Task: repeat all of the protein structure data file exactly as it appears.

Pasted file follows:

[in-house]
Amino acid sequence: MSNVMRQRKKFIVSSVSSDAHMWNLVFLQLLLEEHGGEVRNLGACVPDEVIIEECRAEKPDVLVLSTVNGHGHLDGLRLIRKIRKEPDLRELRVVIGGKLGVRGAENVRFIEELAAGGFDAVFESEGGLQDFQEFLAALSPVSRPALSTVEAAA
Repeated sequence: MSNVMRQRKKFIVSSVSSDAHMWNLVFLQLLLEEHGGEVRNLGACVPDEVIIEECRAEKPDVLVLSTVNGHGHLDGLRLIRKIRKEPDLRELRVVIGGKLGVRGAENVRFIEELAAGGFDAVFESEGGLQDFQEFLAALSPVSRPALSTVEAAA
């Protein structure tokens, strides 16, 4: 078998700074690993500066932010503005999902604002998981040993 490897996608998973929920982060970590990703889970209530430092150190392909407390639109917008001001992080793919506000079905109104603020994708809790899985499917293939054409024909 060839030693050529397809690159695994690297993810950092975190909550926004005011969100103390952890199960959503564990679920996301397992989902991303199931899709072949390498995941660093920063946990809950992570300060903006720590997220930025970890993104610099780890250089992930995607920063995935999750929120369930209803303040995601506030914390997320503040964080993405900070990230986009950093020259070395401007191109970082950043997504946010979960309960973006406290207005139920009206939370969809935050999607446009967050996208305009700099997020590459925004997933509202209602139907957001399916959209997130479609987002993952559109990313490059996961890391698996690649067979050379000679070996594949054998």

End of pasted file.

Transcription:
[in-house]
Amino acid sequence: MSNVMRQRKKFIVSSVSSDAHMWNLVFLQLLLEEHGGEVRNLGACVPDEVIIEECRAEKPDVLVLSTVNGHGHLDGLRLIRKIRKEPDLRELRVVIGGKLGVRGAENVRFIEELAAGGFDAVFESEGGLQDFQEFLAALSPVSRPALSTVEAAA
Repeated sequence: MSNVMRQRKKFIVSSVSSDAHMWNLVFLQLLLEEHGGEVRNLGACVPDEVIIEECRAEKPDVLVLSTVNGHGHLDGLRLIRKIRKEPDLRELRVVIGGKLGVRGAENVRFIEELAAGGFDAVFESEGGLQDFQEFLAALSPVSRPALSTVEAAA
């Protein structure tokens, strides 16, 4: 078998700074690993500066932010503005999902604002998981040993 490897996608998973929920982060970590990703889970209530430092150190392909407390639109917008001001992080793919506000079905109104603020994708809790899985499917293939054409024909 060839030693050529397809690159695994690297993810950092975190909550926004005011969100103390952890199960959503564990679920996301397992989902991303199931899709072949390498995941660093920063946990809950992570300060903006720590997220930025970890993104610099780890250089992930995607920063995935999750929120369930209803303040995601506030914390997320503040964080993405900070990230986009950093020259070395401007191109970082950043997504946010979960309960973006406290207005139920009206939370969809935050999607446009967050996208305009700099997020590459925004997933509202209602139907957001399916959209997130479609987002993952559109990313490059996961890391698996690649067979050379000679070996594949054998």